AFRICANGLOBE – Women are not born knowing how to do a flawless cat eye or a shadowy, smoky eye, so they often turn to makeup tutorials on YouTube. A search for “smoky eye” pulls up endless videos showing how to perfectly blend eye shadows to achieve the look.
But what if you had dark skin and most of the videos showed lighter-skinned women applying hues that would make you look as if you had a black eye? What if you couldn’t relate to these women, because you couldn’t see yourself in them?
The answer to that is also simple: You make your own YouTube channel.
That is what Jackie Aina, 31, Monica Veloz, 26, and Nyma Tang, 27, did. The three women collectively have nearly four million YouTube subscribers, with Ms. Aina alone having over two million.
The women, all self-taught, turn on their cameras at home, and show us how to put on foundation, apply lashes and highlight our cheekbones, step by step. They teach us what tools to use and which hair products work.
“I think everyone looks for someone that looks like them,” Ms. Tang said. “I was definitely looking for that, especially on YouTube, and it was hard to find tutorials on products for women with deeper skin.”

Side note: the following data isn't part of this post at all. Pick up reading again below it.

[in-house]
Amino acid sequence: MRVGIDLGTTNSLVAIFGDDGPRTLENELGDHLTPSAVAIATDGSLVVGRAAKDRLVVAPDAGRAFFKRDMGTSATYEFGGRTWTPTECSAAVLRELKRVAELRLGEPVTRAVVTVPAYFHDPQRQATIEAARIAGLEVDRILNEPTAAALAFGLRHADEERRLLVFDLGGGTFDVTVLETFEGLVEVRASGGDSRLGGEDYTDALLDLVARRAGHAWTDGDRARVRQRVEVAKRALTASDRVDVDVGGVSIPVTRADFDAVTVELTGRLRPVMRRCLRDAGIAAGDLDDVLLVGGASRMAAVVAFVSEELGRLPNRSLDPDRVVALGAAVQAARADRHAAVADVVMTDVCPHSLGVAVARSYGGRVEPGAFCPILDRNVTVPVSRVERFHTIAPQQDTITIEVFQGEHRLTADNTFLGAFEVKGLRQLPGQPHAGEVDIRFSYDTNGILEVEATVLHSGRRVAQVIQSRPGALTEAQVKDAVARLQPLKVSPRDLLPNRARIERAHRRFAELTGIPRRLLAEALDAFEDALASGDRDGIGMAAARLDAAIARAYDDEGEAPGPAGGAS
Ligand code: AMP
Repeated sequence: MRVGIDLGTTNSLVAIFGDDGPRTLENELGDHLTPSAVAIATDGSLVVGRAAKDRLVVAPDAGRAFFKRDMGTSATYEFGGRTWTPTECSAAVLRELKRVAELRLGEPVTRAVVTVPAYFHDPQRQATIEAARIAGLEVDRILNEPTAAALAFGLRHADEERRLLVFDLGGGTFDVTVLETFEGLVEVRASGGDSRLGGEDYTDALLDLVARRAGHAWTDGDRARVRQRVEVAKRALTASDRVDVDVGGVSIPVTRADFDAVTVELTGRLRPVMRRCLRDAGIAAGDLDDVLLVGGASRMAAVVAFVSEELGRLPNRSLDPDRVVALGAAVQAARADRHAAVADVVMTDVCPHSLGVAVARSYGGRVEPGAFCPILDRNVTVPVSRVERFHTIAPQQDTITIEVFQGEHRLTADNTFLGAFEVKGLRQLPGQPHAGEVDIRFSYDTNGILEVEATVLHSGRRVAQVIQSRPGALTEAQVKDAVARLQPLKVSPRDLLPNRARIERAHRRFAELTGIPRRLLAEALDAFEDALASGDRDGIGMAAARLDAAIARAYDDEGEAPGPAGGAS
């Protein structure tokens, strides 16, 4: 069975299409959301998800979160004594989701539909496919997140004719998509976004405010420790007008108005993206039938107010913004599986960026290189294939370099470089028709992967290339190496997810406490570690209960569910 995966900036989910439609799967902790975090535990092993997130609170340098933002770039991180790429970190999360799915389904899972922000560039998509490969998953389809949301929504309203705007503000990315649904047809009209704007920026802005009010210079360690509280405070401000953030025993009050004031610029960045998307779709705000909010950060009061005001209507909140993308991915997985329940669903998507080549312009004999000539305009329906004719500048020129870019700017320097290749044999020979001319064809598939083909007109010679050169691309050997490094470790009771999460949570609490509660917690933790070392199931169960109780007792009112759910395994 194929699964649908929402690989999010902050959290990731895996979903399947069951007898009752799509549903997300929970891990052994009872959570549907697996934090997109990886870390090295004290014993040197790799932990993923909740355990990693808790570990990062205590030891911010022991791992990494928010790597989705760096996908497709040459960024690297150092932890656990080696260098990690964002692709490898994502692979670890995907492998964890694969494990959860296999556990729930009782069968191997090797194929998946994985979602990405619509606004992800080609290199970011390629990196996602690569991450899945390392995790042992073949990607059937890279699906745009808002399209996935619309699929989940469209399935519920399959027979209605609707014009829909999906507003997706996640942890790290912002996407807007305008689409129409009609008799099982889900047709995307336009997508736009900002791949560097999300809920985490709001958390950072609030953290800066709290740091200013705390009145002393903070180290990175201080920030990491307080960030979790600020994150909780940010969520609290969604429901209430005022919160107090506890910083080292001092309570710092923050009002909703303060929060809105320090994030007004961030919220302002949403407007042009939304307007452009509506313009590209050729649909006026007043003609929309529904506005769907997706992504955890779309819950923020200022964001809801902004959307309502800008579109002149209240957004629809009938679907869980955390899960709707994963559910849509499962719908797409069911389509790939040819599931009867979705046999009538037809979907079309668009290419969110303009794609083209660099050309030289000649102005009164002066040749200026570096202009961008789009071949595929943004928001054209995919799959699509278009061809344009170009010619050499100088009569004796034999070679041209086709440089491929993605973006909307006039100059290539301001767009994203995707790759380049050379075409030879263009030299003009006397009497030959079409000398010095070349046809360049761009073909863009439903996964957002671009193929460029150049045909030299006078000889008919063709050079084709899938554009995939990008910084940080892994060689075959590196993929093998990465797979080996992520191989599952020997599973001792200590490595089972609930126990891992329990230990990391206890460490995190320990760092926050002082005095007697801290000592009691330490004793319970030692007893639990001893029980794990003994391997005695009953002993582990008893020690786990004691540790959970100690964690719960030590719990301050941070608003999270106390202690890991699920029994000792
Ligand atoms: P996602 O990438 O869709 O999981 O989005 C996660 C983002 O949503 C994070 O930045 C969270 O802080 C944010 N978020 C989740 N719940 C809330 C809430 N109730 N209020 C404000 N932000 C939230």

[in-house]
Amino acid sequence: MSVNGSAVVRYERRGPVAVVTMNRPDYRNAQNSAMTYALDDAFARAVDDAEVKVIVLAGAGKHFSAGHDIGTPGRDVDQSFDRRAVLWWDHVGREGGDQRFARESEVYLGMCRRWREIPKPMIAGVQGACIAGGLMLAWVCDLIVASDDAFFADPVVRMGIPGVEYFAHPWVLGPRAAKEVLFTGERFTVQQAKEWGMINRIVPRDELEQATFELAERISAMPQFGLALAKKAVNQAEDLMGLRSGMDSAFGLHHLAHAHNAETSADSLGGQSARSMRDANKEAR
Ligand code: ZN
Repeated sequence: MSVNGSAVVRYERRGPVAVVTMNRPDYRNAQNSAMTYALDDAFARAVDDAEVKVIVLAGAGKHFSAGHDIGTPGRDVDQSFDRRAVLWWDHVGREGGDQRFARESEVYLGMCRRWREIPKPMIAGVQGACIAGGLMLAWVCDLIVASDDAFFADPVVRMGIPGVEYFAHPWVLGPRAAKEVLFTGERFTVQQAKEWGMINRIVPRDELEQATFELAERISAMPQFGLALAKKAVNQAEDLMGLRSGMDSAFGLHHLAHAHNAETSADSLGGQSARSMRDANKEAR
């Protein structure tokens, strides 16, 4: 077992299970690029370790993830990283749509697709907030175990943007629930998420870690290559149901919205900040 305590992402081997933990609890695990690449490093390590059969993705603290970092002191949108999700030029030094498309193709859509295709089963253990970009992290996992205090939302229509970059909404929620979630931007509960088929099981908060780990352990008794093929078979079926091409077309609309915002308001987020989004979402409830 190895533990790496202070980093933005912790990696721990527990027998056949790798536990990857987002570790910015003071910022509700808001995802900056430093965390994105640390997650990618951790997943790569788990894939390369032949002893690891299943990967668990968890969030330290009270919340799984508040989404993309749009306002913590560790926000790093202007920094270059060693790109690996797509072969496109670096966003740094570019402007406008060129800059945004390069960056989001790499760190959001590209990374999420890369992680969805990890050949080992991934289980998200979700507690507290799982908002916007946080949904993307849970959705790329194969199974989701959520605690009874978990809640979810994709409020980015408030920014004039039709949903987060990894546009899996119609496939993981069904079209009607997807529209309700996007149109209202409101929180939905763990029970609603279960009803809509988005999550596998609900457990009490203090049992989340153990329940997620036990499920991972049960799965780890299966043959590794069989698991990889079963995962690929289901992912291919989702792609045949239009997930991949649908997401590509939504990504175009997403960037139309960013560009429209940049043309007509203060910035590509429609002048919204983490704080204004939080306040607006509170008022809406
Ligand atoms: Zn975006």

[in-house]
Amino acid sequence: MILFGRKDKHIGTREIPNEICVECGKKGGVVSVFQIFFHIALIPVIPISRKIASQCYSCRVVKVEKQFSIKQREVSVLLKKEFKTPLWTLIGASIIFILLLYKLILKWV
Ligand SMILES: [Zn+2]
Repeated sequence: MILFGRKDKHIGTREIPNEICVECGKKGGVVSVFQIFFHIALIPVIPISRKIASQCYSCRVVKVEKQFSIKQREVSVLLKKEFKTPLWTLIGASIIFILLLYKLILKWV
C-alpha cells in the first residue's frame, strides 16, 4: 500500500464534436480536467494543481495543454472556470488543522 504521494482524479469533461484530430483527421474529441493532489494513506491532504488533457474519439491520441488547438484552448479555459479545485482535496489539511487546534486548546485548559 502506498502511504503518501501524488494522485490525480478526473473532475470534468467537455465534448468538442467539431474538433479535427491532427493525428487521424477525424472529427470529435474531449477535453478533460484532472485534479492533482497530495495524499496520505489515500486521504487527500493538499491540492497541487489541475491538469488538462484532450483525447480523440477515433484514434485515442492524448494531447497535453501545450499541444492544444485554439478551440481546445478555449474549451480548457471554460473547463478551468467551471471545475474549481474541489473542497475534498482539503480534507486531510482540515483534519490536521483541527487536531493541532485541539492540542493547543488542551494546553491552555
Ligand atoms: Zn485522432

The beauty bloggers provide darker-skinned women with something they may not have a tutorial for: the confidence to wear bold colors, to stand up to haters, and, more important, to choose how they present themselves.
They try different makeup brands to show that they do work on dark skin or, of course, that they don’t. They teach women not to be afraid of color, like red lipstick, bright yellow eye shadow or holographic highlights.
Their videos and social media posts are finding an audience of Black women who are ready to spend money on beauty products, studies show, but have few choices to pick from.
“Most beauty launches never worked for me,” Ms. Tang said.
“A lot of times they don’t want to take the time to make the product,” Ms. Veloz said, adding that beauty companies often treat women with darker skin as “an afterthought.”
“Dark-skinned women are always kind of at the bottom of the totem pole,” Ms. Aina said. “I don’t understand that.”
By: Sandra E. Garcia